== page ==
Recently I had the honor of participating in a discussion on Education Table Talk on the subject of “Making Data Actionable.” What a great topic and phrase.
Other participants in this discussion included Brian Rick, Director of Research and Assessment in Bellingham Public Schools in Washington, and Helene Duvin, Director of Education and Assessment Solutions at Pacific Metrics. Both Brian and Helene talked about engaging the students more in using their own data to move their learning forward and helping teachers know how to use the data for instructional change.
We talked about the fact that teachers have several requirements of data. It needs to be accurate, meaningful to multiple stakeholders, and support learning – either by providing clean next steps, or help for teachers to outline those steps. Data are more actionable the sooner they are received. Immediately actionable data comes from the use of formative assessment practices and is actionable for the teacher and the student. The next most timely data includes end-of unit and interim assessment data. Both of which can be made actionable by teachers and students. Having time to share, dialogue about and set goals support making the data more actionable for all stakeholders.
Our host, Michael Jay, asked several thoughtful questions about this topic, to include:
+ How are data utilized by teachers, students, administrators and learning systems for learning and teaching?
+ How can we help with the tension that exists between high-stakes and classroom assessment?
There was also conversation about how administrators might support teachers in using formative assessment. All three of us listed time as a necessary ingredient helping them in the process. From my perspective, administrators can help teachers use formative assessment by providing 3 key ingredients: an environment that supports safe risk taking; administrative support of the work – create a space for the learning to happen and time to collaborate; time to share practice, give and get feedback, and reflect and learn more about formative assessment.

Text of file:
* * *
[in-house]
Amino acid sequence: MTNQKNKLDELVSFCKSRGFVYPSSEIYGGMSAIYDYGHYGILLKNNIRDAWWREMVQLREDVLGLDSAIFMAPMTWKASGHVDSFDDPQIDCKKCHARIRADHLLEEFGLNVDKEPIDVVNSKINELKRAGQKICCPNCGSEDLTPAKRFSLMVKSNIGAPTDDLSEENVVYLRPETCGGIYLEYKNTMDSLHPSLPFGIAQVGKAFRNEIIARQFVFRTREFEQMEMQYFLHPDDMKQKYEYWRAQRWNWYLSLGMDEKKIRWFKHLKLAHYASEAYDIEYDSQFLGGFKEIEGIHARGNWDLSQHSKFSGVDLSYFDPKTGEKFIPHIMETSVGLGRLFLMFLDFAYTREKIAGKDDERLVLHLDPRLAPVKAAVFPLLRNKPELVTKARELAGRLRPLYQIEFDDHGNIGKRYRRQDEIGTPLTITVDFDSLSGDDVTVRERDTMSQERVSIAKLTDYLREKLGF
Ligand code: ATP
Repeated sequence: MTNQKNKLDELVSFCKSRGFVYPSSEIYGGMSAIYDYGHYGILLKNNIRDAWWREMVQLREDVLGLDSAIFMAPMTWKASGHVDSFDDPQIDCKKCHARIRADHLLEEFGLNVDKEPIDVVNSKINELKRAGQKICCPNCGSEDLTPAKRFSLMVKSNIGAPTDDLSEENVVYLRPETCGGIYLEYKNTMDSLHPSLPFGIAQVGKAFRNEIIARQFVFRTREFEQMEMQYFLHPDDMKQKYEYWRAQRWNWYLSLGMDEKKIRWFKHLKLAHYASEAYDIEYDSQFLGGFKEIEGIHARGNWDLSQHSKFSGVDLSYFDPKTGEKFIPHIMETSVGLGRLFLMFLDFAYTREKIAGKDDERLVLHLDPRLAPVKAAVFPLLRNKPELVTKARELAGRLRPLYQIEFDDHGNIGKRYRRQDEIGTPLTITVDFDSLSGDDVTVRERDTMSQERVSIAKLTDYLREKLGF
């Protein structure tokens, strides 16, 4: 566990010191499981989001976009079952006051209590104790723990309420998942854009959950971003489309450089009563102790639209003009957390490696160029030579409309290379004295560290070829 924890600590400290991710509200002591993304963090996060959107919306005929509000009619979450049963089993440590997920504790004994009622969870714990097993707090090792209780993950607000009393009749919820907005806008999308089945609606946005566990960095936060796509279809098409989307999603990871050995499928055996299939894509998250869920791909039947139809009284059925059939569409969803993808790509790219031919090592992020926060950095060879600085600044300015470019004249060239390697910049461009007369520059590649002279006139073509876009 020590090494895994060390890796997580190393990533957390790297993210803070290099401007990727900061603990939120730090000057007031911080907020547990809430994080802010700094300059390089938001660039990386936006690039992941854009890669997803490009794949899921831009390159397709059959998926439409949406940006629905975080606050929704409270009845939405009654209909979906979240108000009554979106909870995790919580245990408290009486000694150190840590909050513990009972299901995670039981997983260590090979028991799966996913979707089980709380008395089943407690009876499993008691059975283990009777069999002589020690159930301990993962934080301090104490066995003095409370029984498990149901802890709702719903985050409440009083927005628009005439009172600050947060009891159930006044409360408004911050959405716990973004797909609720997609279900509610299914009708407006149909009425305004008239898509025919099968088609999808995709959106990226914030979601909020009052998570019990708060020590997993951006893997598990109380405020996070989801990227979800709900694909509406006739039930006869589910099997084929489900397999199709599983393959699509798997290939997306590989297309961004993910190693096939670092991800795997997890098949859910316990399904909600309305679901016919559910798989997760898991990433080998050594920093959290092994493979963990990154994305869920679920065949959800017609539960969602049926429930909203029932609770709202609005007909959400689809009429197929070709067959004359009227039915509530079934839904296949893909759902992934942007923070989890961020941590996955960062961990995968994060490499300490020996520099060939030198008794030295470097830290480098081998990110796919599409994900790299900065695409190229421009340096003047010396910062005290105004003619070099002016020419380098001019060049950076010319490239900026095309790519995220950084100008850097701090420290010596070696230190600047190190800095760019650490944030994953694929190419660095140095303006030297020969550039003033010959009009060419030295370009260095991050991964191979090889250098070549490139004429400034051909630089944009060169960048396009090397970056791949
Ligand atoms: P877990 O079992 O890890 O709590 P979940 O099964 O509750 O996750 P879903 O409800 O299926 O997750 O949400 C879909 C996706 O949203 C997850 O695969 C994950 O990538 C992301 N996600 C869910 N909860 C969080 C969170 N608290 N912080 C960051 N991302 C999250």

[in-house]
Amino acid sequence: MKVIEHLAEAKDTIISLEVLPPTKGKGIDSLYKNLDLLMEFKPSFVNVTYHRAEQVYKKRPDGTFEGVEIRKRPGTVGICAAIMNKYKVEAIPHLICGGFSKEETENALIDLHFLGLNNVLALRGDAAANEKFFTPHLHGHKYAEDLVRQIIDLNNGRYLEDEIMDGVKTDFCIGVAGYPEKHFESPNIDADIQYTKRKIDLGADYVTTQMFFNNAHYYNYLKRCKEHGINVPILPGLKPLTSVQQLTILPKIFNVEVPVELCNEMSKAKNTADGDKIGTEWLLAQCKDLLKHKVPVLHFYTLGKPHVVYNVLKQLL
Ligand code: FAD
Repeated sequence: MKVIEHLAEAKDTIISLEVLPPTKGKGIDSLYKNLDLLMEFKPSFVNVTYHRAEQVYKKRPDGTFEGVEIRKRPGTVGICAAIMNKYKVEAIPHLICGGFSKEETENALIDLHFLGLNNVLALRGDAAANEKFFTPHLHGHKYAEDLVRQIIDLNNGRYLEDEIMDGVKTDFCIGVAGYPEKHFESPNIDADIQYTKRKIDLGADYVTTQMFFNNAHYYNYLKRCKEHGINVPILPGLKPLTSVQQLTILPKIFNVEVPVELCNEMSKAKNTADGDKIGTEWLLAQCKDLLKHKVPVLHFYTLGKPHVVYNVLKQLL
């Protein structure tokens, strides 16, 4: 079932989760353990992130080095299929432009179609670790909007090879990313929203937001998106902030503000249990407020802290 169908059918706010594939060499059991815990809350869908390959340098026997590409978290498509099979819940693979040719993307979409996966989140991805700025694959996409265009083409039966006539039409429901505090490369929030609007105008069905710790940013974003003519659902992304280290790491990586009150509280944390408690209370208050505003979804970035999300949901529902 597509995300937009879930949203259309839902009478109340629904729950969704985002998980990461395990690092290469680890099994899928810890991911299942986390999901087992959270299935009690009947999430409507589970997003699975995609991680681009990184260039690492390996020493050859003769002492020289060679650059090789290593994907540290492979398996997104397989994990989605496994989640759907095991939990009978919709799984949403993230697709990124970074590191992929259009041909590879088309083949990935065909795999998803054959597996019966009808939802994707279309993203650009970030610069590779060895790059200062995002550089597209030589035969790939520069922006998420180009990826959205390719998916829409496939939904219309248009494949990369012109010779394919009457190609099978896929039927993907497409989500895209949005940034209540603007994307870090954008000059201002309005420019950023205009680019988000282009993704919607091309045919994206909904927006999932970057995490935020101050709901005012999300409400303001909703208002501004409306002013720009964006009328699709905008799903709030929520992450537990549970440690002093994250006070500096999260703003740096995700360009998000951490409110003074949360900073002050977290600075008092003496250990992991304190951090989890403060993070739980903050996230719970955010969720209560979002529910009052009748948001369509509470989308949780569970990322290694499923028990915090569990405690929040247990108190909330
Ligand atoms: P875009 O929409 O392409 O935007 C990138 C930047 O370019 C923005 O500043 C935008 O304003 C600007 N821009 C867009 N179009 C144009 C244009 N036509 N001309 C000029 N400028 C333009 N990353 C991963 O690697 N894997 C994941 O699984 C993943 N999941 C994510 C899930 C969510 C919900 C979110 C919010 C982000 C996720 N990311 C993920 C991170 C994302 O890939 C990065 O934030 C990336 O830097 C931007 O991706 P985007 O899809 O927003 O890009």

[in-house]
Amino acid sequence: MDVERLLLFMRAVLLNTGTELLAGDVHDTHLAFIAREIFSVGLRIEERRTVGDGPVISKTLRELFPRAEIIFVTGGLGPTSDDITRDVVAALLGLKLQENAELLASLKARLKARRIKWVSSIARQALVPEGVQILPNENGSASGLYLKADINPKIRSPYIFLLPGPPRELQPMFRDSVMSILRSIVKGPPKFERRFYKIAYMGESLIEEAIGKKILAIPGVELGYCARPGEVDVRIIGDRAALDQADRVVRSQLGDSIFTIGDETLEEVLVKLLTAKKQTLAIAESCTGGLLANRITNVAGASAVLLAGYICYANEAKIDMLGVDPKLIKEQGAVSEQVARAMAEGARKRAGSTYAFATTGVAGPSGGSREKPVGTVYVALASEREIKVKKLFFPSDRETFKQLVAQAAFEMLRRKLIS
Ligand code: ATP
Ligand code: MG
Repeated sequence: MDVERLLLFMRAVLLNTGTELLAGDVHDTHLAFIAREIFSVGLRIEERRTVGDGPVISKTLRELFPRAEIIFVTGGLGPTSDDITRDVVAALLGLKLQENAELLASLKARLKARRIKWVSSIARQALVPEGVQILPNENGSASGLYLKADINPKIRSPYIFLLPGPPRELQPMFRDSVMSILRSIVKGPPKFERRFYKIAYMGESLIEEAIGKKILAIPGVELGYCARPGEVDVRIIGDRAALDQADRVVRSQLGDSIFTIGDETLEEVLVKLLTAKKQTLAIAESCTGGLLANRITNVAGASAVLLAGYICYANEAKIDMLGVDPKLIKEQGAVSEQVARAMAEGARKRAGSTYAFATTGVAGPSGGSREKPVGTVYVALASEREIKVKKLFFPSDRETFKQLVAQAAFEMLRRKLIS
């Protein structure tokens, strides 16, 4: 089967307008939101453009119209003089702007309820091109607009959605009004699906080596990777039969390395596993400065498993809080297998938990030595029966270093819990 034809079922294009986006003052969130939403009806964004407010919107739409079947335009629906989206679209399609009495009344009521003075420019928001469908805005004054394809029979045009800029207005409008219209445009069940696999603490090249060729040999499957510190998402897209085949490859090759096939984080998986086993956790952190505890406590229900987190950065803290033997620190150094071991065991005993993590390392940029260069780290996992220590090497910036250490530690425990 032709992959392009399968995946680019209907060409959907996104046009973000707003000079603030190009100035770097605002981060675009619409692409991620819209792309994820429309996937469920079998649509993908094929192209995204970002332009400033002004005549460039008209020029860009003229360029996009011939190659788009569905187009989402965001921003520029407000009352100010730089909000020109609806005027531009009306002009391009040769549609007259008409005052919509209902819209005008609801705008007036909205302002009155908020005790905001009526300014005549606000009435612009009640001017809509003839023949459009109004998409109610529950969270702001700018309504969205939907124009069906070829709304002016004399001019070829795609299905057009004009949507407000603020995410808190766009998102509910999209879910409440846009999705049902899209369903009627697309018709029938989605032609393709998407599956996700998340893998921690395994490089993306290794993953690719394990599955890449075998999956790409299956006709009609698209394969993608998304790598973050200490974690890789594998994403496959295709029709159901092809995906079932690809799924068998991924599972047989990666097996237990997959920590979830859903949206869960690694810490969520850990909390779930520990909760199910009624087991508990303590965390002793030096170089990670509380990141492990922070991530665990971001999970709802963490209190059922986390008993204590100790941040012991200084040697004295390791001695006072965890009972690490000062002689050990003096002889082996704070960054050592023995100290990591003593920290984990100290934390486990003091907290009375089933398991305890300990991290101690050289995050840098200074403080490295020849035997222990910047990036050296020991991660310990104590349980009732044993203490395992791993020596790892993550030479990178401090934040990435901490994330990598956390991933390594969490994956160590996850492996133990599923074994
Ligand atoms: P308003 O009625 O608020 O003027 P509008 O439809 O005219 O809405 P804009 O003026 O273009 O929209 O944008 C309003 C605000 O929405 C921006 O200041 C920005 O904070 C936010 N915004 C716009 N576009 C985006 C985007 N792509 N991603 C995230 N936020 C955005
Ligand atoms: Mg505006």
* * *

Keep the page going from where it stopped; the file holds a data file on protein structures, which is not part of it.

And Michael left us with additional questions to consider as well:
+ How do we make assessments something that we aren’t doing to teachers, but with teachers?
+ From earlier data, it seems as if teachers are interested in formative assessment and administrators are concerned with summative assessments. How do we get administrators interested and engaged in formative assessment?
+ How do we change community expectations about what makes for good evidence in learning?
This topic of actionable assessment data contains multiple layers. As I consider this in future posts, I’d love to hear what you are thinking and doing to make data actionable for you, your colleagues and your students.